Jul 13, 2021 05:30 PM

Chinese Solar Giants Seek Sunnier Valuations With Home Listings

Chinese solar companies may be worried about the potential impact of a recent U.S. import ban on four Chinese makers of polysilicon. Photo: VCG
Chinese solar companies may be worried about the potential impact of a recent U.S. import ban on four Chinese makers of polysilicon. Photo: VCG

Two of China’s top solar panel makers have applied for secondary listings on China’s 2-year-old enterprise-style STAR Market, seeking higher valuations from their current U.S. listings.

Jinko Solar Co. Ltd. and CSI Solar Co. Ltd. have been carved out as the main operating assets of their U.S.-listed parents and filed IPO applications to raise 6 billion yuan ($927 million) and 4 billion yuan, respectively, on the STAR Market, according to the Shanghai bourse.

In its prospectus (link in Chinese), Jinko Solar said its secondary IPO will help to address a funding shortage. It added it will use proceeds from the listing to boost its financial position and expand its production of solar modules.

The move comes as Chinese solar panel makers shift their focus back to domestic capital markets from the U.S. where their stocks are generally valued at lower levels compared to what they would get in China, an electricity industry analyst told Caixin speaking on condition of anonymity.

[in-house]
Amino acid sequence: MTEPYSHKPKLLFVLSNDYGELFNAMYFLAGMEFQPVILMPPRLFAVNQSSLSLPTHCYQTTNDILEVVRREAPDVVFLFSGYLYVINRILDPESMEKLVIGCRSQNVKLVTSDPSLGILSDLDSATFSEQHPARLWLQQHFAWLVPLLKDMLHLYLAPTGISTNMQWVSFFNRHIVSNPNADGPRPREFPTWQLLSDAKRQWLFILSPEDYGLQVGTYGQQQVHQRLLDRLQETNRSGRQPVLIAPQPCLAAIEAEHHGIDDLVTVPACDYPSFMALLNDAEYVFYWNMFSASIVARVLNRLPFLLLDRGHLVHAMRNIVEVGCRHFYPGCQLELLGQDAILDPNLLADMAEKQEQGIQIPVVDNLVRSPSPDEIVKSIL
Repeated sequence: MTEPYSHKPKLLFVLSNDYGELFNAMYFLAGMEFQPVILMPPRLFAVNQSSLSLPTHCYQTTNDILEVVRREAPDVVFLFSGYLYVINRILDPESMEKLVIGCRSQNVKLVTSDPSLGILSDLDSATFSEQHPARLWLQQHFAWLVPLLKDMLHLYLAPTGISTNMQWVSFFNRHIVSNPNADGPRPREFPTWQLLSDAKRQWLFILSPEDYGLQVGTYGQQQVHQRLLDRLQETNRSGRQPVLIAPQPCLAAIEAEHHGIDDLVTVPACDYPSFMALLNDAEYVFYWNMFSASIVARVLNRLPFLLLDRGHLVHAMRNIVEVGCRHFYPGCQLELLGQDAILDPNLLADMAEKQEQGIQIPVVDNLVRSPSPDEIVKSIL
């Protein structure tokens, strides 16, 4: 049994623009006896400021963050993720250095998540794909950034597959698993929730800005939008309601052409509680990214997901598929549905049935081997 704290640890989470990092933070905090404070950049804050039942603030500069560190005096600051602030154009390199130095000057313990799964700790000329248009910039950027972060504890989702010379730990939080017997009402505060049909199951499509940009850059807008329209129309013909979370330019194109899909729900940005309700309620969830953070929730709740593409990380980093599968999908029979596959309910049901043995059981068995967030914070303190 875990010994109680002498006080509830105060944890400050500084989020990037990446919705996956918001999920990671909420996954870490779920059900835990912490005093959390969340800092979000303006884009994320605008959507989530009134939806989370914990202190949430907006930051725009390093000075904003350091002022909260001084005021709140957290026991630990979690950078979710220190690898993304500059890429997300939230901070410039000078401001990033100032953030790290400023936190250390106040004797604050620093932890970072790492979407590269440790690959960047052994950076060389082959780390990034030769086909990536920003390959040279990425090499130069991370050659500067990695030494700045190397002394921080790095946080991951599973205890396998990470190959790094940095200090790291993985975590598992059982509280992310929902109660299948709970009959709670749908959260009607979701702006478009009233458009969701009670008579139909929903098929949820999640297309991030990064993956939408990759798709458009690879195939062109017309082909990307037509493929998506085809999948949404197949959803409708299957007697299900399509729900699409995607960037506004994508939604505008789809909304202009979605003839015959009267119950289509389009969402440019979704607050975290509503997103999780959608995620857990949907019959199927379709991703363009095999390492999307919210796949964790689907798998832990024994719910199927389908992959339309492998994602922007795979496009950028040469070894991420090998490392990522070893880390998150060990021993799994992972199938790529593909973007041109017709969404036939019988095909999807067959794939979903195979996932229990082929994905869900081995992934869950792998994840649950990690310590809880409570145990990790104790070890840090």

U.S. pressure on Chinese-listed firms to make their accounting records more available for inspection when fraud is suspected may also be driving the move to make such secondary listings back at home.

The global photovoltaic supply and sales chains are gradually moving from Europe and North America to China, which has become the world’s largest market for photovoltaic products both in terms of production and applications.

European and American investors are relatively unfamiliar with Chinese companies in the industry, the analyst said. Accordingly, such companies are returning to more familiar domestic stock markets to improve their financing ability and fund business expansion – a trend that is likely to intensify stiff competition, the analyst added.

Two other major Chinese solar panel makers, Trina Solar Co. Ltd. (688599.SH) and JA Solar Technology Co. Ltd. (002459.SZ), returned to Chinese mainland stock markets in 2020 and 2019, respectively, after abandoning their U.S. listings. Both saw their market capitalizations rise substantially after their homecomings.

Valuations for both Jinko Solar and CSI Solar, whose U.S.-listed parent uses the name Canadian Solar Inc., are expected to increase after their domestic listings. As of July 9 Jinko Solar’s parent, JinkoSolar Holding Co. Ltd., had a market capitalization of $2.7 billion on the New York Stock Exchange, while CSI Solar’s parent was worth $2.45 billion on the Nasdaq.

In addition to the valuation gap, Chinese solar companies may also worry about the potential impact of a recent U.S. import ban on four Chinese makers of polysilicon, the main ingredient used to make solar panels, due to alleged links to human rights violations in the western Xinjiang region. China has repeatedly denied such claims.

Jinko and CSI may purchase some polysilicon for their solar panels from the sanctioned companies. But neither company was directly sanctioned, and it wasn’t clear if their finished panels might also be subject to U.S. import restrictions, or if the two companies themselves may be sanctioned in the future.

One sanctioned company, New York-listed polysilicon maker Daqo New Energy Corp. Ltd., has also been approved to carve out and list its Xinjiang Daqo New Energy Co. Ltd. subsidiary on the STAR Market to raise (link in Chinese) 5 billion yuan in a secondary IPO.

Contact reporter Guo Yingzhe ( and editor Yang Ge (

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